Hinduism : What does it refer to?

Hinduism, the word having its roots in Indus (the river), refers to the religion and philosophies that were prospering in the land around and beyond the river Indus. Hinduism originally was spread throughout the world (1), but at some later periods of time it has been practiced only in the Indian subcontinent. The discipline having no founder for itself and is in existence from the time undefined does not refer to itself as Hinduism. It was the people from outside who discovered this practice called it by this name Hinduism and now that has been generally referred to by this name only.

Originally the names that were used to refer to this discipline are sanAtana dharma (meaning eternal discipline) and vaidIka dharma (meaning discipline of vedas). If the religions practiced in the subcontinent are referred to as Hinduism it would mean a broad umbrella, which includes the Jainism, Budhdhism and various other religions that took birth in this land and then spread to the other parts. These religions share many of the common roots with the sanAtana dharma. Hinduism being an open framework and these philosophies and customs are very closely associated with the main streams, it may not be wrong all together to call them so. But in these sections generally Hinduism would mean the core Hindu discipline.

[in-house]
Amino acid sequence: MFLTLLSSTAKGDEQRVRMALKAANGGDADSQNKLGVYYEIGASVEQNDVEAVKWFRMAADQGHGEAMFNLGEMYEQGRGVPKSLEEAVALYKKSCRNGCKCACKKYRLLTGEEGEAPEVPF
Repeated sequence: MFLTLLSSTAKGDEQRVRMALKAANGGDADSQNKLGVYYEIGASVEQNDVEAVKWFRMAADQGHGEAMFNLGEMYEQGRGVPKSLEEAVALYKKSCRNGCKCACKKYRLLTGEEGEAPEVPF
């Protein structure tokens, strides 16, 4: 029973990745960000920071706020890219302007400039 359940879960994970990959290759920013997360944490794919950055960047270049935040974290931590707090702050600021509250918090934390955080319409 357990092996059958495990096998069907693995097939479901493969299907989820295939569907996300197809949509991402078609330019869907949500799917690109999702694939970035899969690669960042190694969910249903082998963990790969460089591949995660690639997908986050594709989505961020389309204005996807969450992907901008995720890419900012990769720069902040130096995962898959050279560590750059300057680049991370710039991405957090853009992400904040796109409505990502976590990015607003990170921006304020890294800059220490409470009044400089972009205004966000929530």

It is quite important to note the fact that it is a discipline and not a religion by the terms as defined for most other religions. As already said, it is actually, a framework where different religions and philosophies build on the core knowledge and grow.

To the Lord Who is already Eternal, let us hail, "Long Live".
- thiruppallANDu